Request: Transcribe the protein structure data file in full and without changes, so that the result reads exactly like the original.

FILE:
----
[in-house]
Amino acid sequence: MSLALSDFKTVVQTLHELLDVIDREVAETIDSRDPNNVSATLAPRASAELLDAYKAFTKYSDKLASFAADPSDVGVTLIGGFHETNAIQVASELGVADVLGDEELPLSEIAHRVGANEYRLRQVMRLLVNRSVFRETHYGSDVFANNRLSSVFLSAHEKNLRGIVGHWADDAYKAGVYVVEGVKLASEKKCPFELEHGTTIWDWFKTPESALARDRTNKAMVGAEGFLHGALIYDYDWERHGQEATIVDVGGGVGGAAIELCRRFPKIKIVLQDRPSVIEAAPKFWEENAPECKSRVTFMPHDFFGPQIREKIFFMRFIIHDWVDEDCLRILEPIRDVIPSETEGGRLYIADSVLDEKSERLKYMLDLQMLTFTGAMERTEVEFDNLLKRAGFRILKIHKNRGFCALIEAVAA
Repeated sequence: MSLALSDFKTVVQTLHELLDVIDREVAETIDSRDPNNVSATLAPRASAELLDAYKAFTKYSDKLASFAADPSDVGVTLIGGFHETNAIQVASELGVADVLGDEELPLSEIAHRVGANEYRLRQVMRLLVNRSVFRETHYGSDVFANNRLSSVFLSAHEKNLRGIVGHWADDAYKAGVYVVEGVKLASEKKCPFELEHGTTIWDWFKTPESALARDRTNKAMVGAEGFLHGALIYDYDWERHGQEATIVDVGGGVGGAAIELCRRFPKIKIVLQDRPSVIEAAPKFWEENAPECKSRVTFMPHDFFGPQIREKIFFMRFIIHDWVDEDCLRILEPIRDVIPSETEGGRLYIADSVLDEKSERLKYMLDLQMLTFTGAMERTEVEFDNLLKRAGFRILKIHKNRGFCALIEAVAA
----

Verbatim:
[in-house]
Amino acid sequence: MSLALSDFKTVVQTLHELLDVIDREVAETIDSRDPNNVSATLAPRASAELLDAYKAFTKYSDKLASFAADPSDVGVTLIGGFHETNAIQVASELGVADVLGDEELPLSEIAHRVGANEYRLRQVMRLLVNRSVFRETHYGSDVFANNRLSSVFLSAHEKNLRGIVGHWADDAYKAGVYVVEGVKLASEKKCPFELEHGTTIWDWFKTPESALARDRTNKAMVGAEGFLHGALIYDYDWERHGQEATIVDVGGGVGGAAIELCRRFPKIKIVLQDRPSVIEAAPKFWEENAPECKSRVTFMPHDFFGPQIREKIFFMRFIIHDWVDEDCLRILEPIRDVIPSETEGGRLYIADSVLDEKSERLKYMLDLQMLTFTGAMERTEVEFDNLLKRAGFRILKIHKNRGFCALIEAVAA
Repeated sequence: MSLALSDFKTVVQTLHELLDVIDREVAETIDSRDPNNVSATLAPRASAELLDAYKAFTKYSDKLASFAADPSDVGVTLIGGFHETNAIQVASELGVADVLGDEELPLSEIAHRVGANEYRLRQVMRLLVNRSVFRETHYGSDVFANNRLSSVFLSAHEKNLRGIVGHWADDAYKAGVYVVEGVKLASEKKCPFELEHGTTIWDWFKTPESALARDRTNKAMVGAEGFLHGALIYDYDWERHGQEATIVDVGGGVGGAAIELCRRFPKIKIVLQDRPSVIEAAPKFWEENAPECKSRVTFMPHDFFGPQIREKIFFMRFIIHDWVDEDCLRILEPIRDVIPSETEGGRLYIADSVLDEKSERLKYMLDLQMLTFTGAMERTEVEFDNLLKRAGFRILKIHKNRGFCALIEAVAA